Selective inducible nitric oxide synthase (iNOS) inhibition attenuates remote acute lung injury in a model of ruptured abdominal aortic aneurysm

Denis W Harkin, Barry B Rubin, Alex Romaschin, Thomas F Lindsay
Journal of Surgical Research 2004, 120 (2): 230-41

OBJECTIVE: Abdominal aortic aneurysm rupture is associated with a systemic inflammatory response syndrome and acute lung injury. Using a selective inducible nitric oxide synthase (iNOS) inhibitor, N(6)-(iminoethyl)-lysine (L-NIL), we explored the role of iNOS in the early pro-inflammatory signaling and acute lung injury in experimental abdominal aortic aneurysm rupture.

MATERIALS AND METHODS: Anesthetized rats were randomized to sham control or shock and clamp (s + c) groups, which underwent one hour of hemorrhagic shock, followed by 45 minutes of supramesenteric aortic clamping, and then two hours resuscitated reperfusion. Animals in s + c were randomized to receive intravenous L-NIL at 50 microg/kg/h or saline at the start of reperfusion. Pulmonary permeability to (125)I-labeled albumin, myeloperoxidase (MPO) activity, cytokine levels, and semi-quantitative RT-PCR for mRNA were indicators of microvascular permeability, leuco-sequestration, and pro-inflammatory signaling, respectively.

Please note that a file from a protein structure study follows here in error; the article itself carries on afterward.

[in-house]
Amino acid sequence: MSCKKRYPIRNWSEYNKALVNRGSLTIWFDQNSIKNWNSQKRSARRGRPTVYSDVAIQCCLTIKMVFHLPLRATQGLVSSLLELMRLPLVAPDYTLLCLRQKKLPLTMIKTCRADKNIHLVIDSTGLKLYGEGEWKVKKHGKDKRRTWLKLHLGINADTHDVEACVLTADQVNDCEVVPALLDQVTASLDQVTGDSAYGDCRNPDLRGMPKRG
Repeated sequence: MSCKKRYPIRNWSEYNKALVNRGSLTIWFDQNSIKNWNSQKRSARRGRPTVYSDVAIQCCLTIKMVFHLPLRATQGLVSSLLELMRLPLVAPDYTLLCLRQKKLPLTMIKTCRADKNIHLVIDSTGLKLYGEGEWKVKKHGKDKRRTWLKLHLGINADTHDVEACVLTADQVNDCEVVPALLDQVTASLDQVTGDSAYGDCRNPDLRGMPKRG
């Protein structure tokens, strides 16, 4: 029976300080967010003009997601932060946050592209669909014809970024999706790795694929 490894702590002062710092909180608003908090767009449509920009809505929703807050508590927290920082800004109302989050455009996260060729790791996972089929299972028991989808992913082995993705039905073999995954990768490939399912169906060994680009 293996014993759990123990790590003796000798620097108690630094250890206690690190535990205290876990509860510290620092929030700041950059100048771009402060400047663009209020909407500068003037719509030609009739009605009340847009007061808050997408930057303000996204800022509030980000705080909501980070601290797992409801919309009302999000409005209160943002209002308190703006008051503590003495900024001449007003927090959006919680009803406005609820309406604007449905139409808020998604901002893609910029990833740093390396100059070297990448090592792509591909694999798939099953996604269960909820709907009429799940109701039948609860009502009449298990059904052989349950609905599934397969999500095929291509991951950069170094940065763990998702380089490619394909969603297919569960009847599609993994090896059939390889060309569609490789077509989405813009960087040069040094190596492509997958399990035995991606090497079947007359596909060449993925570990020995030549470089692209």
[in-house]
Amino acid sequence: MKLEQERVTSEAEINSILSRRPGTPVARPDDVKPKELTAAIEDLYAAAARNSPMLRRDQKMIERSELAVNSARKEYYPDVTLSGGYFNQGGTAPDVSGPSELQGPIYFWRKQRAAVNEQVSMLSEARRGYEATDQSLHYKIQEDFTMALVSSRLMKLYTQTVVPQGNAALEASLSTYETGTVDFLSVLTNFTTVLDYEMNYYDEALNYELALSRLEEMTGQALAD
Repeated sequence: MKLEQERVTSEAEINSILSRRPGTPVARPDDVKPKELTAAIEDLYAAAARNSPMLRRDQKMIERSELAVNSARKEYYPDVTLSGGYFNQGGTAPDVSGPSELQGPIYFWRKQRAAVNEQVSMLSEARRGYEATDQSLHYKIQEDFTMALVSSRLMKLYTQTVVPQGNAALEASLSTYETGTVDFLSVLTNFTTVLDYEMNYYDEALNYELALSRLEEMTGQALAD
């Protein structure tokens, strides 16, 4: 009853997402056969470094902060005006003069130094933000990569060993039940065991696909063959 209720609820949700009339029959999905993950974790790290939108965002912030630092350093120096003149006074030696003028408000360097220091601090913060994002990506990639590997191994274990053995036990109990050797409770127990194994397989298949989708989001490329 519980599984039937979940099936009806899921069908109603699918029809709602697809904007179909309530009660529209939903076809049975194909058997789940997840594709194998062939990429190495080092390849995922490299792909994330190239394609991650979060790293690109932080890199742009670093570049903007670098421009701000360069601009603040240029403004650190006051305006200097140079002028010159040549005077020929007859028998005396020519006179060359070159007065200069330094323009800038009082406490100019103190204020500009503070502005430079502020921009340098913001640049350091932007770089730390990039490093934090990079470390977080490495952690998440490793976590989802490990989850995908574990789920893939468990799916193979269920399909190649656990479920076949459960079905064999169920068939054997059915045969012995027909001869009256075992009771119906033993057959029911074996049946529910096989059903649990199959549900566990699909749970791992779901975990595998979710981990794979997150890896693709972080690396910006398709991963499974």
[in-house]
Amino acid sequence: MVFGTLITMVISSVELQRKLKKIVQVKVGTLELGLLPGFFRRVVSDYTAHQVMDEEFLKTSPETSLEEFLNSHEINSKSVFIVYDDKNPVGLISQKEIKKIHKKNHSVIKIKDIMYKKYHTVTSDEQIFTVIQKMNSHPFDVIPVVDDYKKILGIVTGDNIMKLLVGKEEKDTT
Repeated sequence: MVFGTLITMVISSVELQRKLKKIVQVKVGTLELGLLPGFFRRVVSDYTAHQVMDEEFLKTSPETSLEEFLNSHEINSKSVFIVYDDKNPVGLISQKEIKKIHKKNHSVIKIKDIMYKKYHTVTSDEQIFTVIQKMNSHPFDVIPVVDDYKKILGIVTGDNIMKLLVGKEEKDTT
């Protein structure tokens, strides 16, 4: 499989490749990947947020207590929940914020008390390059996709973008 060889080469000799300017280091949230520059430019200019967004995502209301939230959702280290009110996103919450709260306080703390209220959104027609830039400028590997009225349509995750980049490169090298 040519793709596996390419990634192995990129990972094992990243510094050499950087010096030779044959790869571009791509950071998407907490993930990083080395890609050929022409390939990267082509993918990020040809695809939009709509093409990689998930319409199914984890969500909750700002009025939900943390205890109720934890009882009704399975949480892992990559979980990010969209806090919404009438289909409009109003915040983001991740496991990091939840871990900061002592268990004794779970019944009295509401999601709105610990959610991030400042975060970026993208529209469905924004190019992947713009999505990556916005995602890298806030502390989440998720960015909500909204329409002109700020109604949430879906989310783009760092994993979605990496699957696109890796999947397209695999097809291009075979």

RESULTS: Lung permeability index were significantly increased in s + c compared to sham (4.43 +/- 0.96 versus 1.30 +/- 0.17, P < 0.01), and attenuated by L-NIL treatment (2.14 +/- 0.70, P < 0.05). Lung tissue MPO activity was significantly increased in s + c compared to sham (2.80 +/- 0.32 versus 1.03 +/- 0.29, P < 0.002), and attenuated by L-NIL treatment (1.50 +/- 0.20, P < 0.007). Lung tissue iNOS activity was significantly increased in s + c compared to sham animals (P < 0.05), and attenuated by L-NIL treatment (P < 0.05). Lung tissue iNOS mRNA was upregulated 8-fold in s + c compared to sham (P < 0.05). Data represents mean +/- standard error mean, comparisons with ANOVA.

CONCLUSIONS: These data suggest that in our model of ruptured abdominal aortic aneurysm iNOS plays a crucial role in reperfusion lung injury. Selective inhibition of iNOS during early reperfusion prevents neutrophil mediated acute lung injury.

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